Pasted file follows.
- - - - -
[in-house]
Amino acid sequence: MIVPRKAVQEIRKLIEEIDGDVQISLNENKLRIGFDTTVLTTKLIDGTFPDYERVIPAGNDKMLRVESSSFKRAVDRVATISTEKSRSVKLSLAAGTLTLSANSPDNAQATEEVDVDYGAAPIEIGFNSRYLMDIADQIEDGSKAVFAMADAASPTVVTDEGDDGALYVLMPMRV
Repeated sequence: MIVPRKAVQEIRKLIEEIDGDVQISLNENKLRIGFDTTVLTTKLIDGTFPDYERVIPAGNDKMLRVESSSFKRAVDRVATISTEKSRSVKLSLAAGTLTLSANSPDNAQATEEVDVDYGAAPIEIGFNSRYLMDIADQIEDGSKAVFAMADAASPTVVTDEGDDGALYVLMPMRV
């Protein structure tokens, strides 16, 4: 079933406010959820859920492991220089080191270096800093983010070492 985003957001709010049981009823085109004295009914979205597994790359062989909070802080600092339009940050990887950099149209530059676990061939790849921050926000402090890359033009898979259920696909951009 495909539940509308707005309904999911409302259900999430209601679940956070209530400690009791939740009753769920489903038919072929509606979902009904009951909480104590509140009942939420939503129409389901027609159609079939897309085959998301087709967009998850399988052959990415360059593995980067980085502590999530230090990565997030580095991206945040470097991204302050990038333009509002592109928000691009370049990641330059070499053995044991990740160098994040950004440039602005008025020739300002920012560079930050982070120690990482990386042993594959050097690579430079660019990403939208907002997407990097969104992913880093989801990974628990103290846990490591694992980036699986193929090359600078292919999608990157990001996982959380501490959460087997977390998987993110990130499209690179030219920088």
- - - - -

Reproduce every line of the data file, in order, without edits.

[in-house]
Amino acid sequence: MIVPRKAVQEIRKLIEEIDGDVQISLNENKLRIGFDTTVLTTKLIDGTFPDYERVIPAGNDKMLRVESSSFKRAVDRVATISTEKSRSVKLSLAAGTLTLSANSPDNAQATEEVDVDYGAAPIEIGFNSRYLMDIADQIEDGSKAVFAMADAASPTVVTDEGDDGALYVLMPMRV
Repeated sequence: MIVPRKAVQEIRKLIEEIDGDVQISLNENKLRIGFDTTVLTTKLIDGTFPDYERVIPAGNDKMLRVESSSFKRAVDRVATISTEKSRSVKLSLAAGTLTLSANSPDNAQATEEVDVDYGAAPIEIGFNSRYLMDIADQIEDGSKAVFAMADAASPTVVTDEGDDGALYVLMPMRV
């Protein structure tokens, strides 16, 4: 079933406010959820859920492991220089080191270096800093983010070492 985003957001709010049981009823085109004295009914979205597994790359062989909070802080600092339009940050990887950099149209530059676990061939790849921050926000402090890359033009898979259920696909951009 495909539940509308707005309904999911409302259900999430209601679940956070209530400690009791939740009753769920489903038919072929509606979902009904009951909480104590509140009942939420939503129409389901027609159609079939897309085959998301087709967009998850399988052959990415360059593995980067980085502590999530230090990565997030580095991206945040470097991204302050990038333009509002592109928000691009370049990641330059070499053995044991990740160098994040950004440039602005008025020739300002920012560079930050982070120690990482990386042993594959050097690579430079660019990403939208907002997407990097969104992913880093989801990974628990103290846990490591694992980036699986193929090359600078292919999608990157990001996982959380501490959460087997977390998987993110990130499209690179030219920088």